Environmental justice

Back in the 19th century, economists were condemned as “dismal scientists” due to their support of equality (or freedom) for slaves. The economists argued not from justice (sorry!) but efficiency, i.e., that slavery was inefficient because it subjugated people to the will of others rather than to their own free will — and productivity.

This story is not romantic, but it illustrates how economists might “think different” on some issues, even as they come to similar conclusions.

No risk here, neighbors. Carry on!

When it comes to environmental justice (EJ), the questions are (a) “how to define EJ?” and (b) “how to deliver it?”

On (a), I would say that citizens to a particular political jurisdiction receive EJ if they are treated (or face risks) equal to others, i.e., equal risks from air, water and land pollution.

Consider a few examples to flesh out this definition:

  • Does EJ mean they are protected from harming themselves? No — assuming that they do not need special knowledge or technology to understand risks.
  • Does EJ mean that people who buy a house near an airport, pig farm or fracking operation should be protected from risks due to those activities? No, since those risks pre-exist their purchase.
  • Does EJ mean they should be protected from new risks from new or expanded operations? Yes, absolutely.
  • Does EJ mean that citizens in a different political jurisdiction have the same rights or protections? No (for good reasons) due to the realities of nation-states. No (for bad reasons) because rich states may prioritize differently than poor states or (more likely) because rich states can afford more protections.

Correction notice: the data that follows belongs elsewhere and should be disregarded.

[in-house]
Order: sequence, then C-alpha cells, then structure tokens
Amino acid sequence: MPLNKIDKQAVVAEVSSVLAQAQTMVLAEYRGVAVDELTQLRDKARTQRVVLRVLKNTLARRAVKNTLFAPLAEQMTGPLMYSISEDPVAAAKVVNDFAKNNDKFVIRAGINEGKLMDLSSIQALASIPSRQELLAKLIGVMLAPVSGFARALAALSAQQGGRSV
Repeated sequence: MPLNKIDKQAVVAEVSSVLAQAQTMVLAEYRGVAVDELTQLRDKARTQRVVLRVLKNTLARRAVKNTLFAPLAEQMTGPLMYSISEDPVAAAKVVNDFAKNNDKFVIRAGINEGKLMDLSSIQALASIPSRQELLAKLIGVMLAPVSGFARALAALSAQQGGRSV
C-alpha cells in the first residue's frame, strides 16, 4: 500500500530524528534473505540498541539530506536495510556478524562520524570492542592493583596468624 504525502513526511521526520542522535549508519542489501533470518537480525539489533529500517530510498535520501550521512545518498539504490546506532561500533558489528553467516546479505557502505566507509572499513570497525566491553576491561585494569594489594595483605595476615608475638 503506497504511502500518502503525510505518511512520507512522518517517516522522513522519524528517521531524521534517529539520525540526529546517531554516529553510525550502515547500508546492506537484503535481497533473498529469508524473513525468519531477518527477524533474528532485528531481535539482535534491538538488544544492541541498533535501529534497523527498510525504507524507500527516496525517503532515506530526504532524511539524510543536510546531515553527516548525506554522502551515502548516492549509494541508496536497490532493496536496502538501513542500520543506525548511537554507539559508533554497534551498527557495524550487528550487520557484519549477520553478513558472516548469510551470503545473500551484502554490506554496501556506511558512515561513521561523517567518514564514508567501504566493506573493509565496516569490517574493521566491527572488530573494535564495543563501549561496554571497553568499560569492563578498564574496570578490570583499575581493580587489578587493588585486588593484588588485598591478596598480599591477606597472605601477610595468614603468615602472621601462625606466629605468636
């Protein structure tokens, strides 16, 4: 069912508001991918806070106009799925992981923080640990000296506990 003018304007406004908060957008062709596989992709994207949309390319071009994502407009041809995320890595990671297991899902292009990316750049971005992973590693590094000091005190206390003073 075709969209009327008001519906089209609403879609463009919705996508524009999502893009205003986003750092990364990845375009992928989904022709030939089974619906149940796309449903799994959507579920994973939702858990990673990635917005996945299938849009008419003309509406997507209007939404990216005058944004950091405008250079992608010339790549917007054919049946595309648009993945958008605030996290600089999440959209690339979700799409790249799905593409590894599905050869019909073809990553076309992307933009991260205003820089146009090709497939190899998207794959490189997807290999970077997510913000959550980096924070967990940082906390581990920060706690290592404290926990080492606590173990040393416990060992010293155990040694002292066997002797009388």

In terms of (b), the main idea is “internalizing externalities,” i.e., using prices or regulations to reduce or prevent pollution (the threat to EJ). For economists since Pigou (1920), this prescription has been commonsense. But it’s also commonsense to pretty much anyone familiar with “don’t shit where you sleep,” which is why the problem is usually people shitting where other people sleep.

And that brings us to rights.

EJ is basically about rights — the right to not be forced to deal with air, land, light, sound, water, or other pollutions.

We have the right to not be assaulted by someone wielding a weapon, as that causes bodily harm. We do not have the right to not be assaulted by someone wielding words, as there is no agreed way to assess mental or physical harm.

My one-handed conclusion is that EJ requires the definition and enforcement of our right to be free from the pollution of others.

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Author: David Zetland

I'm a political-economist from California who now lives in Amsterdam.

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